LATEST PUBLICATIONS
PN 2022-02
How Can DSWD's Social Pension Program for Indigent Senior Citizens be Improved?
RPS 2022-01
How Does the Philippines Fare in Meeting the ASEAN Economic Community Vision 2025?
PJD 2022 Vol. 46 No. 1d
Surveying the Extent and Wage Consequences of Education-Job Mismatches in the Philippine Labor Market
PJD 2022 Vol. 46 No. 1c
Disentangling the Effects of Maternal Employment on Child Stunting in the Philippines

LATEST AV MATERIALS
PIDS WB 2021-1201
Analyzing the President's Budget for 2022
GIZ-FFS-2020-01
WASHaLOT 3.0: Production Process
GIZ-FFS-2021-03
WASHaLOT 3.0 Mass Production
GIZ-FFS-2021-02
Minimum Requirement Guidelines on WASH in Schools
Publication Detail
WPS 2031: Addressing the education puzzle : the distribution of education and economic reform

No country has achieved sustained economic development without substantially investing in human capital. Previous studies have shown the handsome returns to various forms of basic education, research, training, learning-by-doing, and capacity-building. But education by itself does not guarantee successful development, as history has shown in the former Soviet bloc, Sri Lanka, the Philippines, and the Indian states of Kerala and West Bengal. The question is, when and how does education bring high payoffs? Although theory has suggested a strong causal link between education and growth, the empirical evidence has not been unanimous and conclusive. The authors examine two explanatory factors. First, who gets educated matters a good deal, but the distribution of education is complex and not much has been written about it. They construct an asset allocation model that elucidates the importance of the distribution of education to economic development. Second, how education affects growth is greatly affected by the economic policy environment. Policies determine what people can do with their education. Reform of trade, investment, and labor policies can increase the returns from education. Using panel data from 12 Asian and Latin American countries for 1970-94, they investigate the relationship between education, policy reform, and economic growth. Their empirical results are promising. First, the distribution of education matters. Unequal distribution of education tends to have a negative impact on per capita income in most countries. Moreover, controlling for human capital distribution and the use of appropriate functional form specifications consistent with the asset allocation model makes a difference for the effect of average schooling on per capita income. Controlling for education distribution leads to positive and significant effects of average schooling on per capita income, while failure to do so leads to insignificant, even negative effects, of average education. Second, the policy environment matters a great deal. Our results indicate that economic policies that suppress market forces tend to dramatically reduce the impact of human capital on economic growth. Investment in human capital can have little impact on growth unless people can use education in competitive and open markets. The larger and more competitive these markets are, the greater are the prospects for using education and skills.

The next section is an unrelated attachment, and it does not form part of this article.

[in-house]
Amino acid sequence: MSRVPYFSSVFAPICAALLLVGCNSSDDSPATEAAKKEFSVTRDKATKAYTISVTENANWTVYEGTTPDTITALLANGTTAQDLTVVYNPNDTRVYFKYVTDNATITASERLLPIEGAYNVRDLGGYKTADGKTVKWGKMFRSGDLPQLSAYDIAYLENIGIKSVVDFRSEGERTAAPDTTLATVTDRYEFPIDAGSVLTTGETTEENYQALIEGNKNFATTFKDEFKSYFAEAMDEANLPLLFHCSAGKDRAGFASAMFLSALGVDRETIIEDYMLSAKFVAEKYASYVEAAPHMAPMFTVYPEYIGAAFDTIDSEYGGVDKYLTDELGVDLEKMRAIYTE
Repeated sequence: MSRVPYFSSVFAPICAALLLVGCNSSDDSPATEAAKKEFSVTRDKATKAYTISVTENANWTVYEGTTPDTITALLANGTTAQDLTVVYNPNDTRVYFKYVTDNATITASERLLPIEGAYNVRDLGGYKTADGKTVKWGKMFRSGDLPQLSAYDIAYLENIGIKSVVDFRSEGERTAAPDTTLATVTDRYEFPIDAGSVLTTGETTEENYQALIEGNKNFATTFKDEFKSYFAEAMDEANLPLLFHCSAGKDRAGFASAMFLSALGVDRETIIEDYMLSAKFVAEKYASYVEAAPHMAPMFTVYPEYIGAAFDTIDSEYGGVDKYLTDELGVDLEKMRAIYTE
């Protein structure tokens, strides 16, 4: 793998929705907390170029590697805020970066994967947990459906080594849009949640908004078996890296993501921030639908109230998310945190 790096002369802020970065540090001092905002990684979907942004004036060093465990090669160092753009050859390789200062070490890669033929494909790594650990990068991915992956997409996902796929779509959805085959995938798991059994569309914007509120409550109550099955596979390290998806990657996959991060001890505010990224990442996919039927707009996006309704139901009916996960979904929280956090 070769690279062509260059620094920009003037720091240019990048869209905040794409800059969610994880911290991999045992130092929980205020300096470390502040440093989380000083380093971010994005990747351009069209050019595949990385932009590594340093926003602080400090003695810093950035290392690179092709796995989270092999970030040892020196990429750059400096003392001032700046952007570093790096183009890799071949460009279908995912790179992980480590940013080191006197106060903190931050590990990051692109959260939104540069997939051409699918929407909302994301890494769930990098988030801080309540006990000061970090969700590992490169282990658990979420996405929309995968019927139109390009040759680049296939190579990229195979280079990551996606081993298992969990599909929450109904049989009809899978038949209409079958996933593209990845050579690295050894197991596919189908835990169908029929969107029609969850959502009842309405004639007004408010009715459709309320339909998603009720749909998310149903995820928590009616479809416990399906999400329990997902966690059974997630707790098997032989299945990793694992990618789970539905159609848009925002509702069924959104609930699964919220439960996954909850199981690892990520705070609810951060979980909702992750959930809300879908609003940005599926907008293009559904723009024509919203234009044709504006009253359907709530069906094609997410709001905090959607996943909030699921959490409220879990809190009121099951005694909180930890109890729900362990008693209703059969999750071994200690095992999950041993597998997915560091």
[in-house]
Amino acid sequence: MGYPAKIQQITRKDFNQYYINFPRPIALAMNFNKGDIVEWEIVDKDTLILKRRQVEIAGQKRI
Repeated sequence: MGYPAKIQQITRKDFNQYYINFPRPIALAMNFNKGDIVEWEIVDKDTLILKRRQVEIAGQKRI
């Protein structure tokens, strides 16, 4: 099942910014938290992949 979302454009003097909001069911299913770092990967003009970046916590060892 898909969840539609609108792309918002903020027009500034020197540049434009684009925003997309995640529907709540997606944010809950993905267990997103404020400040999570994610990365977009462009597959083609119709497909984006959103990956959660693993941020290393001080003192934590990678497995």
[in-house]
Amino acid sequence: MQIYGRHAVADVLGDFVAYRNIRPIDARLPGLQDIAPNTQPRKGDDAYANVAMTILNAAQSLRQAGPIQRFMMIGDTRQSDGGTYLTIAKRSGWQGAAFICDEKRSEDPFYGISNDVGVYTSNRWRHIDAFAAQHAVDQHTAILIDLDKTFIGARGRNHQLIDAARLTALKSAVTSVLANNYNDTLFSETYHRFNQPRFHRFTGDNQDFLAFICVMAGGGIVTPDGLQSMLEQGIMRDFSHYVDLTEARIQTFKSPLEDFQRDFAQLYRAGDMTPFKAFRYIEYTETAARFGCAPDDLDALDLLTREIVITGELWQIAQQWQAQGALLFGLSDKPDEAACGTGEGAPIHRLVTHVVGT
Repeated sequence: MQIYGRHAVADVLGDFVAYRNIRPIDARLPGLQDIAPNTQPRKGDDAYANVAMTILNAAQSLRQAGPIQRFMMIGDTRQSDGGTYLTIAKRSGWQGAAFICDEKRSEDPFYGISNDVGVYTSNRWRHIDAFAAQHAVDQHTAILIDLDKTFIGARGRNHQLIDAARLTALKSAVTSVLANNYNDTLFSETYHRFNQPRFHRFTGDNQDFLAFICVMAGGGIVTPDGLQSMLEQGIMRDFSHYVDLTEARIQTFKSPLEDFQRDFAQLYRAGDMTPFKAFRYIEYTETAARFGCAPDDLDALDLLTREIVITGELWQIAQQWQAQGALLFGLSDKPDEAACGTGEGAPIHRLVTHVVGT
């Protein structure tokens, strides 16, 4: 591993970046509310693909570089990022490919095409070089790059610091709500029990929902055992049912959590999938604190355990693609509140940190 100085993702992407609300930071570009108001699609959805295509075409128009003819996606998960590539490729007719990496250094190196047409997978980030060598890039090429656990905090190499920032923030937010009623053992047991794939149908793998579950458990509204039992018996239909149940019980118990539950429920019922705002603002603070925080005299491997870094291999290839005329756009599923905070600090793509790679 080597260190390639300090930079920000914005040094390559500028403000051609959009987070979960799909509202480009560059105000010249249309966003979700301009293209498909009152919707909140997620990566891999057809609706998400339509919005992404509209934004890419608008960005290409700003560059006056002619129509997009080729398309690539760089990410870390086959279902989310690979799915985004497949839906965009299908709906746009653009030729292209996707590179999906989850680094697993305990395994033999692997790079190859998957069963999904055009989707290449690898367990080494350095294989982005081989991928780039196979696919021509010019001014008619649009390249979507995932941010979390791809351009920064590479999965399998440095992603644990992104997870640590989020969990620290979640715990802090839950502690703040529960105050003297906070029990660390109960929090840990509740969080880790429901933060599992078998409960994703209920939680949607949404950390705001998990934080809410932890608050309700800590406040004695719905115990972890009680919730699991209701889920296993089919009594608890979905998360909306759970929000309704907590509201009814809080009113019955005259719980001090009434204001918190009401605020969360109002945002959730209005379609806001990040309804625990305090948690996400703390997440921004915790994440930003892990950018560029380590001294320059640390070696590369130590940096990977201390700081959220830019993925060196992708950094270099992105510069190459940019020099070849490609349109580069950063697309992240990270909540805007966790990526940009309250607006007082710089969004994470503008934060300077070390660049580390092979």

World Bank
Authors Keywords
Lopez, Ramon; Thomas, Vinod; Yan Wang; education; human resource development; human capital;
Download PDF Number of Downloads
Published in 0 and available for Downloaded 303 times since November 25, 2011
×
Please let us know your reason for downloading this publication. May we also ask you to provide additional information that will help us serve you better? Rest assured that your answers will not be shared with any outside parties. It will take you only two minutes to complete the survey. You will answer the profile questions only once as long as you enter the same email address. Thank you.


To use as reference:
If others, (Please specify):
Name: (optional)
Email: (required, but will not display; please use the same email address when downloading another publication so that the profile questions will not appear)
Age:
Gender:
If Prefer to self-describe, please specify:
Level of Education:
Occupation:
If employed either part-time or full-time, name of office:
If others, (Please specify):
Would you like to receive the SERP-P UPDATES e-newsletter? Yes No
Use the space below if you have any comment about this publication or SERP-P knowledge resources in general.